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I have noticed a problem with my power usage today. I'm watching the meter often and making a record of each reading for the last three days.

So far, nothing to note as far as unusual usage until this morning after being out.

I was gone for 2.5 hours and upon my arrival, I record the meter's display. To my surprise there was 13 kWh usage during the time I was out.

Over the last three days, myself and one other person have been using all appliances as normal (range, washer and dryer, air), bathing normal etc, and have only been using approximately 1.5 kWh (per average).

This morning the temperature was 19 degrees Celsius. The thermostat was set to cool at 21 deg/C. Beside the thermostat being set above the range of the ambient air temperature, I have no reason to believe the usage should be higher than the previous ten hour span, sleeping with air on.

In what way can I begin to troubleshoot this erratic power consumption?

Edit://

By the process of elimination, I have found that the hot water heater is cycling excessively. However, it is not an issue with the tank maintaining the set temperature. It is an issue with water being circulated in the plumbing somehow.

If I disconnect the power to the tank, any excessive power consumption goes away, but I quickly (2 hrs?) loose the heated water in the tank. If I disconnect the water at the street, my power usage returns to normal and I can let the tank sit all day long and then still have hot water when I reconnect everything.

It seems likely to me that on the particular day that I asked this question - there was simply an inordinate amount of cycling while I was away. FWIW, this is a 120V water heater, so it seems possible for that usage to have occurred in that small time period.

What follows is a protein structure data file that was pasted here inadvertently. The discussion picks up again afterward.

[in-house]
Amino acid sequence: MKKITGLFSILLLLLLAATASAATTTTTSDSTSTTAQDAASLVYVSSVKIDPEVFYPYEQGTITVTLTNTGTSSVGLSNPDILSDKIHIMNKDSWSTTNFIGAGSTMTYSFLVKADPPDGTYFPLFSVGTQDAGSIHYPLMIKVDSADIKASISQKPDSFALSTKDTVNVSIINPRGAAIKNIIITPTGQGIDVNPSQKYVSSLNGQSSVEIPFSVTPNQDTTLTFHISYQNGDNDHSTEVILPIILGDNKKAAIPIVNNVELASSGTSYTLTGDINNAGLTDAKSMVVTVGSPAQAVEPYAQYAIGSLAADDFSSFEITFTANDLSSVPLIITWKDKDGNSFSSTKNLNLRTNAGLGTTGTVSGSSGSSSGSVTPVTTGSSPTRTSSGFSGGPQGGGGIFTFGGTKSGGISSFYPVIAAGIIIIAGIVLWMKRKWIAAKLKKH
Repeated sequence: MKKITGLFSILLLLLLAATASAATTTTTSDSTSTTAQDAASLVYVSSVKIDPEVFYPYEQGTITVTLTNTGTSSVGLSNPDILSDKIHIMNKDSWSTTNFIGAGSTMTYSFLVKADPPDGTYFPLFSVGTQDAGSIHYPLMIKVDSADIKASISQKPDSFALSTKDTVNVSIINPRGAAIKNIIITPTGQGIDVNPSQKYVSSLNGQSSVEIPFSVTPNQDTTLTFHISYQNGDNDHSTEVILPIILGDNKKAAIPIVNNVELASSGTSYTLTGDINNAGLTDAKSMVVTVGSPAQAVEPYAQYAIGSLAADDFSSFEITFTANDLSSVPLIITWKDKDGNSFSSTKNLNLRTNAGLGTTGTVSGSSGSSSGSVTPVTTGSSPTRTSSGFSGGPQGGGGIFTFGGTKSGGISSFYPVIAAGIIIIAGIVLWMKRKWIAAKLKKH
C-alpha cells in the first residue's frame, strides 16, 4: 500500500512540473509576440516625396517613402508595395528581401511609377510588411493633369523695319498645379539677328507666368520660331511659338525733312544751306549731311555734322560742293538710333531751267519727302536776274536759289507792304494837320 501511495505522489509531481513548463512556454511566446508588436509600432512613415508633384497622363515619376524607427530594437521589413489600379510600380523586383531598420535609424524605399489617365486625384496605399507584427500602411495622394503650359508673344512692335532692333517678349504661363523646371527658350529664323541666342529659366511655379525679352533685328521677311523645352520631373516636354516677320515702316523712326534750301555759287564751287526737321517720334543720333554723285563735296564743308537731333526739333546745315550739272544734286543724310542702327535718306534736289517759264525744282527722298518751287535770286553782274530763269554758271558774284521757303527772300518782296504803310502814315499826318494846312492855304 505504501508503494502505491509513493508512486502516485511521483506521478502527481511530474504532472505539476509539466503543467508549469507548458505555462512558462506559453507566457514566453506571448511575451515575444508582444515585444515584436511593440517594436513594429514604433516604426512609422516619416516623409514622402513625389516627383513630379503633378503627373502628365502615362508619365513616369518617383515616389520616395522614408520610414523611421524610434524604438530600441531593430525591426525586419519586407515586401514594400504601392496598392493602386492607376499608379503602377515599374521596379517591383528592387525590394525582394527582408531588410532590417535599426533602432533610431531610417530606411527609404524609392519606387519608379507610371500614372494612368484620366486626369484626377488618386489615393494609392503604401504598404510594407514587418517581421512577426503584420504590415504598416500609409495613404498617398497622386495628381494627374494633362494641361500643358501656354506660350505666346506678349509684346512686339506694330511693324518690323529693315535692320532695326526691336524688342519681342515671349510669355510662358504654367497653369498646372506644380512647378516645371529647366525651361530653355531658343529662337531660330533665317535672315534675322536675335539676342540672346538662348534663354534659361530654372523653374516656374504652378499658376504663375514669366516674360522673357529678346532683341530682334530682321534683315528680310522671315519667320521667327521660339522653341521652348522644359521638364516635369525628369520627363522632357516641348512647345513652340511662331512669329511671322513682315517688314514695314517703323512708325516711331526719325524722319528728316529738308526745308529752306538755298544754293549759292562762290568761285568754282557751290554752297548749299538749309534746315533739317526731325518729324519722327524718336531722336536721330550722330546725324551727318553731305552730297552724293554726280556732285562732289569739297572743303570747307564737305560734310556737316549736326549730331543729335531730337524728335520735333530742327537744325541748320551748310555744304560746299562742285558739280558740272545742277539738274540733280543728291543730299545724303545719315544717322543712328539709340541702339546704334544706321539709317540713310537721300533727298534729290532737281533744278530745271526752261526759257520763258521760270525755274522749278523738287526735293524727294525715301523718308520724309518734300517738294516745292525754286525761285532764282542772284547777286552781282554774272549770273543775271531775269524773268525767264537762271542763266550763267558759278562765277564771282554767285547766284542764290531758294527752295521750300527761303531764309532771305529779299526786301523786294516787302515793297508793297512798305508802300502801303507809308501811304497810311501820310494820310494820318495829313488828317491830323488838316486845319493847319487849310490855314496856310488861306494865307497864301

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Do you have a pool, spa, hot tub, sump pump, etc. that would only run occasionally? – Tester101 Apr 15 '14 at 11:44
    
Was anybody else home while you were out? – Tester101 Apr 15 '14 at 14:18
1  
Solar gain can drive temperatures up well above ambient, causing the air con to kick on. Two hours during the day could be more cooling than ten at night. – bcworkz Apr 15 '14 at 17:42
    
@Tester101 No to each device and no-one else was there. – Gabriel Apr 15 '14 at 20:58
1  
My guess would be that you made a mistake on your meter readings: easy to do. Track it over the next few weeks and see what happens. – getterdun Apr 19 '14 at 0:38

Find the water heaters relief valve drain pipe and put a bucket under it. if this repeatedly fills with water the cause of the cycling and the lost hot water you are having is from two possible causes. 1. A defective relief valve that is popping open when the water is being heated causing it to be refilled with cold water. Hint to this is when the water to the home is off you have no problem keeping the water hot. 2. The water pressure as it is being heated is rising due to thermal expansion. I had this issue when I replaced an old failing water heater with a new hi efficiency one. The water pressure coming into the house from the city was 80 psi. With the new water heater I put in problems started due to the fact that water expands when heated and our water meter has a built in check valve to prevent reverse flow. The pressure would climb until it hit 150 psi and this would pop the safety valve causing it to return to about 90 psi. This would happen every time the water heater ran. The fix was to place a pressure reducer in the line to the house and install an expansion tank.

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